If truly, I am he as you are he as you are me, and we are all together, as John Lennon described, where does that leave the rest of the world?
I've been reading Donald Kroosma's fascinating book, "The Singing Life of Birds," in which he ornithologist describes myriad bicycle expeditions into the wilderness to record hours and hours of the singing of our fine feathered friends. We discover that, for example, in various species, an individual bird may have a repertoire of hundreds of songs, that the songs may have regional dialects, and that some birds learn those songs from their neighbors, in some cases as a test of initiation to move into the neighborhood.
Then there are birds that have their favorite tune, which they repeat again and again. Just down the road from the wooded area where I live, Kroosma spends a night recording a whippoorwill singing the same song over 2,000 times. To spend an entire night in the Montague Plains so that you can listen to and count the number of times that bird repeats that single three-syllable song (OK, so there's a clicking upbeat that makes it a four-note song!) is truly the kind of act of love ness.that we'll need to prevent the kind of mass extinction that we're already beginning to witness on this Earth.
In his Pulitzer Prize-winning novel, "The Overstory," Richard Powers quotes a fictitious tree-huger Patricia Westerford's book, "The Secret Forest" as describing, "You and the tree in your backyard come from a common ancestor. A billion and a half years ago, you parted ways. But even now, after an immense journey in separate directions, the tree and you still share a quarter of your genes."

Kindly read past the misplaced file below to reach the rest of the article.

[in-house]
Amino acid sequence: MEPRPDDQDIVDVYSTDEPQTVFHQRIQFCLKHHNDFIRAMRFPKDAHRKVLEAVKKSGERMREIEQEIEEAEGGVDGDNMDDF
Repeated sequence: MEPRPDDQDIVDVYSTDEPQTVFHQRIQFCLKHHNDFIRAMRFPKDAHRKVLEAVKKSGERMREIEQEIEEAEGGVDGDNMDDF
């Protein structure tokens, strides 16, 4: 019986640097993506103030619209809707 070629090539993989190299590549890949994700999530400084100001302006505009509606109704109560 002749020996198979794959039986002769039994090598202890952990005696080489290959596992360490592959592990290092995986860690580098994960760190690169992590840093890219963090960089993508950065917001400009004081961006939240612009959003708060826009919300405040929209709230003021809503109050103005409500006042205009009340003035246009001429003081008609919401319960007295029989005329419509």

It turns out that that book, written by German forester Peter Wohlleben, enlightens us about how trees actually do communicate in "a sophisticated silent language, communicating complex information via smell, taste, and electrical impulses," as writer Maria Popova explains in a Brain Pickings article.
Another fascinating book, "Witness Tree" by Lynda Mapes, gives us a fascinating example of how "An oak under heavy caterpillar assault in spring can change the chemistry of its leaves so they become unpalatable and even emit an attractant in the air to call in a defensive air force of predators to devour its tormentors. Neighboring oaks can 'eavesdrop' on the struggle, detecting the chemicals emitter by the oak, and gear up for battle, too, even before being attacked."
Mapes describes mycorrhizal networks, which long predate our contemporary Internet and make it seem humble by comparison.